[CentOS] [OT] Remote control of a WinXP machine from a Linux host

Marko Vojinovic vvmarko at panet.co.yu
Sun Jan 11 00:57:15 UTC 2009


On Saturday 10 January 2009 22:48, you wrote:
> I am confused by your description. Do you mean you have Machine A and
> Machine B and you want to be able to access both of them at any time
> over the next three years from Machine C but you could be behind a
> firewall with machine C i.e. I assume you will be traveling and that's
> the reason so you never know what network you will be coming out of?

No, the main problem is that A is behind my ISP's NAT. I want to access it 
from C (yes, I'll be travelling a lot and C might be just about anywhere). 
But the problem is that since A is behind a NAT, the connection must be 
initiated from A's side to C. Also, since C might be behind some other NAT, 
the connection must be initiated from C's side to A. This simply cannot work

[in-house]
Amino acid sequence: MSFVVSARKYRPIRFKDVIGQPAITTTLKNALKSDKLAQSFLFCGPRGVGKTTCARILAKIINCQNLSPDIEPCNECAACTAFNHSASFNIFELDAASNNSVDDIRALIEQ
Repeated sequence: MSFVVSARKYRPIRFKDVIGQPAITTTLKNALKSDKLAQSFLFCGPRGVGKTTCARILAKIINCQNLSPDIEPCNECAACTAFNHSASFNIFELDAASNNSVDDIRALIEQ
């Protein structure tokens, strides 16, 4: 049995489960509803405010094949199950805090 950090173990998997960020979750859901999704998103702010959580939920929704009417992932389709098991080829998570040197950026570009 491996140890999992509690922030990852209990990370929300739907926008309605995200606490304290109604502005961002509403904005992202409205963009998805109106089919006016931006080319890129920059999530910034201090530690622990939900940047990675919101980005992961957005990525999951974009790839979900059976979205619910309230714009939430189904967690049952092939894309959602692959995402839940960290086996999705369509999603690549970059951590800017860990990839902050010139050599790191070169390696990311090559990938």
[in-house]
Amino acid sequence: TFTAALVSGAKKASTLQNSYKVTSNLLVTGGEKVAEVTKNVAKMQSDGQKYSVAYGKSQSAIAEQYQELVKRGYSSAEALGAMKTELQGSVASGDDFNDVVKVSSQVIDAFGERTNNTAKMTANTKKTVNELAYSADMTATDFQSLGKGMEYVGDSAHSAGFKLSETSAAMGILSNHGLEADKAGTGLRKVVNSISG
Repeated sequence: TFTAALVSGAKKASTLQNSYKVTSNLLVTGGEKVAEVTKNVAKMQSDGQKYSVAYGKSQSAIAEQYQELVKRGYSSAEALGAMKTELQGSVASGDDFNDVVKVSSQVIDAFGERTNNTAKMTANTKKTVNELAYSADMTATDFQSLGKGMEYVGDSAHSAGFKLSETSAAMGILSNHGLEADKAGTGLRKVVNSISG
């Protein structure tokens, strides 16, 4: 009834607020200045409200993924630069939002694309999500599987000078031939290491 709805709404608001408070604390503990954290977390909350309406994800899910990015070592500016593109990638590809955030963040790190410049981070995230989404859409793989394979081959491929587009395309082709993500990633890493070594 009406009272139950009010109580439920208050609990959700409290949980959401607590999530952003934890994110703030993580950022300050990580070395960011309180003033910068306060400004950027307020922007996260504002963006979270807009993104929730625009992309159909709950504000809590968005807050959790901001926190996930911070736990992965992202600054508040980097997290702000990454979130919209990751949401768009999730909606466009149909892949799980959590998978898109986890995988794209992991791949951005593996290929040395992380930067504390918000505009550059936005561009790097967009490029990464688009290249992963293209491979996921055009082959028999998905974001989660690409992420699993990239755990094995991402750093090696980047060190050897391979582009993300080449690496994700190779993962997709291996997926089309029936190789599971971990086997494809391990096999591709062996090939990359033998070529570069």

simultaneously, so I tried to make use of my public server B which can be 
used as a "bridge" between A and C. So, A connects to B, C connects to B, and 
then A and C communicate. Roughly speaking...

That was my initial idea, but seems too complicated to work out, so I asked 
for a possible easier alternative. :-)

> Or if want your own set up you could of course for example run some
> sort of remote access service like VNC and just pay for a static IP
> for Machine A from its ISP and set up Port Forwarding for VNC

That would be the most obvious solution, if only the ISP were willing to give 
me a static IP. But they are not. :-(

> (or if 
> you don't want to pay use http://www.no-ip.com/ and use their free dns
> service where you can create a free dns name for use with dynamic
> ip's. You just install their software on Machine A and it will login
> to No-IP.info and check your ip is still current and if not update it
> like if your IP changes because your dsl line drops for a minute and
> you get a knew ip?).

Hmmm... This is interesting. I'll look up to www.no-ip.com, but I think that 
such dns trick may work only with public IP numbers. And A's IP is of type 
10.0.*.* which is a no-go, afaik.

However, I might ask the ISP to provide me with a public IP. It could still be 
dynamic, but public rather than local, and in that case the trick with the 
dns just might work... ;-)

Thanks for the pointer!

Best, :-)
Marko



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